1. . . . was there room and welcome / for this refugee?
  2. Do we hold wealth lightly / so that we can share / shelter with the homeless, / and abundant care?
  3. Do our words and actions / answer Jesus’ plea: / “Give the lowly welcome, / and you welcome me”?

The result is a hymn not just about the flight into Egypt by the holy family, but one that requires an ethical response by the singer. The poet challenges the singer in the first-person plural—we, our—rather than the “church” as an entity.

Stanza 1 recalls the biblical narrative in Matthew 2. The author adds a note of realism that does not disguise the nature of this journey— “living as an alien / in a foreign land.” Stanza 2 begins, “Jesus was a migrant,” a term that carries descriptive and political weight. The author might have stated accurately that Jesus was seeking political asylum. “Migrant” describes the economic situation of many who enter the United States looking for employment and, at the same time, offer services that sustain our way of life. Biblical cultures were generally hospitable to travelers. Twenty-first-century contexts are more likely to treat the “alien” or “migrant” with suspicion. The final stanza raises the emotional and political temperature by asserting that “Jesus crosses borders / with the wand’ring poor / searching for a refugee, / for an open door.” In this stanza, we move from describing the biblical narrative in modern terms to applying the message of Christ to our circumstances.

The author has chosen to pair this text with the sturdy and stirring tune by English composer Ralph Vaughan Williams (1872–1958), KING’S WESTON. Its solid 3/4 musical meter carries the weight and solemnity of Tice’s text well with its primarily stepwise, minor-mode melody. Vaughan Williams wrote this tune for Songs of Praise (London, 1925) to accompany the well-known hymn, “At the name of Jesus” (1870) by Caroline Noel (1817–1877) (Westermeyer, 2005, pp. 356, 358). Its first appearance in a hymnal was Glory to God (2013), a collection for the Presbyterian Church (USA).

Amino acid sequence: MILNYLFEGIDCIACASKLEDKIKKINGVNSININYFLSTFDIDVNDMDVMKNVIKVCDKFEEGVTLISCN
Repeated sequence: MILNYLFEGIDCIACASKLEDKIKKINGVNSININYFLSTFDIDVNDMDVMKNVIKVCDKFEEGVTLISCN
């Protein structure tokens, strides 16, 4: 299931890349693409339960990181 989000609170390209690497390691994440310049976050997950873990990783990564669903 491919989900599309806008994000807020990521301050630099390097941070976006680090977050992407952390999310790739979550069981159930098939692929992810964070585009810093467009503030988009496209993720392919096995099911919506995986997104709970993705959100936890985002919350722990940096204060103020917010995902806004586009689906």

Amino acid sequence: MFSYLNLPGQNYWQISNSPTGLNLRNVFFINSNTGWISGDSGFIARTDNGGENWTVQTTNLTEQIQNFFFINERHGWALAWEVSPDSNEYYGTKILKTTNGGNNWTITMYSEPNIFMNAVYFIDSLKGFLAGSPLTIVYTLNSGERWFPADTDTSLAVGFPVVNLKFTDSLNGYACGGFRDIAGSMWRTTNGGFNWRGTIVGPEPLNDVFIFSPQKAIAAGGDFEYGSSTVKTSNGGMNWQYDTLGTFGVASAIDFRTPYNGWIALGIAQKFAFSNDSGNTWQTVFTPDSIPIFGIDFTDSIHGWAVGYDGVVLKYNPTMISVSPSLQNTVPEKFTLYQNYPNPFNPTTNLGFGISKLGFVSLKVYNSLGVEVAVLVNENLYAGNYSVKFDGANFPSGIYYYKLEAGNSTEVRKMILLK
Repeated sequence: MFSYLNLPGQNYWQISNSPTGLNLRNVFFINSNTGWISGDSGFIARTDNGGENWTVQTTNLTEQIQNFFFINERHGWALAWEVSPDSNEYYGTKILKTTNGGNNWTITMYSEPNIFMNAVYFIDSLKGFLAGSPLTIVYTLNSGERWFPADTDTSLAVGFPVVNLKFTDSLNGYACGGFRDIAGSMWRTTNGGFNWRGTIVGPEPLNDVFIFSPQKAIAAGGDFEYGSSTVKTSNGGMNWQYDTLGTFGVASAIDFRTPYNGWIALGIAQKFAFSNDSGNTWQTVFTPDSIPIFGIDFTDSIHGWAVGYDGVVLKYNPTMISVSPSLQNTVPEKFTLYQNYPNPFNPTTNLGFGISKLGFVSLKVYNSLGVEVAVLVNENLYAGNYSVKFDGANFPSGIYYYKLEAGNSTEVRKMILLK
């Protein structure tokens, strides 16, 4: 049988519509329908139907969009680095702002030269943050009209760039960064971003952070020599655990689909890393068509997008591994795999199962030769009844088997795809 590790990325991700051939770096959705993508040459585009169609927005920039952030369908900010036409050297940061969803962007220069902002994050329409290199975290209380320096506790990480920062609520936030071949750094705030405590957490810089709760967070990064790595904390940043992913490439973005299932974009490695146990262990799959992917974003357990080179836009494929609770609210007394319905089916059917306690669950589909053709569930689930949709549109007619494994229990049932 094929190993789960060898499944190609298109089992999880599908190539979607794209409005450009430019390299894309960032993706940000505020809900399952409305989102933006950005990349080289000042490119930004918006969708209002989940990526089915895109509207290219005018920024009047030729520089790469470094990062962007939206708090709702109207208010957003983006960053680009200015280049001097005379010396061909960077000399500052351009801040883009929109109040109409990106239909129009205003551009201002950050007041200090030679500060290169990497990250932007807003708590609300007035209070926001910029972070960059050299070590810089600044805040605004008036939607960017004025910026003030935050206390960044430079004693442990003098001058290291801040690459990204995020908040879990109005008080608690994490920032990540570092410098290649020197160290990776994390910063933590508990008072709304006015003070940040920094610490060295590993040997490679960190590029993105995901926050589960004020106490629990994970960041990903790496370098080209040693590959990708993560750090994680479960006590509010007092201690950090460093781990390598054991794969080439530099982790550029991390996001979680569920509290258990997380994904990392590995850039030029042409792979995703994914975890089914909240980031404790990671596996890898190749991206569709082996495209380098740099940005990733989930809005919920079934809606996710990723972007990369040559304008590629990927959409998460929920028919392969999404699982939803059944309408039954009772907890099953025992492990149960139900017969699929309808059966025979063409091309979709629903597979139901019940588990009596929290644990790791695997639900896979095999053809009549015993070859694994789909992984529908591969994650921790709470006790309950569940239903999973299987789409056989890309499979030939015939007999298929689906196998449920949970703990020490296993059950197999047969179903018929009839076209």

Adam Tice is a graduate of Goshen College (B.A. in music, 2002), and the Associated Mennonite Biblical Seminary, Elkhart, Indiana (now Anabaptist Mennonite Biblical Seminary, AMBS), with an M.A. in Christian Formation (2006). An active member of The Hymn Society in the United States and Canada, he served as the text editor for Voices Together (2020), the most recent Mennonite hymnal. He now works for GIA Publications, Inc., as the editor for congregational song. He has written more than 250 hymn texts, all of which are available through GIA. He lives in Goshen, Indiana.


Ken Nafziger, “Adam Tice,” The Canterbury Dictionary of Hymnology. Canterbury Press,
http://www.hymnology.co.uk/a/adam-tice (accessed November 15, 2022).

Adam M.L. Tice, Woven into Harmony: 50 Hymn Texts (Chicago: GIA Publishing Co, Inc., 2009).

Paul Westermeyer, Let the People Sing: Hymn Tunes in Perspective (Chicago: GIA Publishing Co, Inc., 2005).

C. Michael Hawn, D.M.A., F.H.S., is University Distinguished Professor Emeritus of Church Music and Adjunct Professor, and Director, Doctor of Pastoral Music Program at Perkins School of Theology, Southern Methodist University.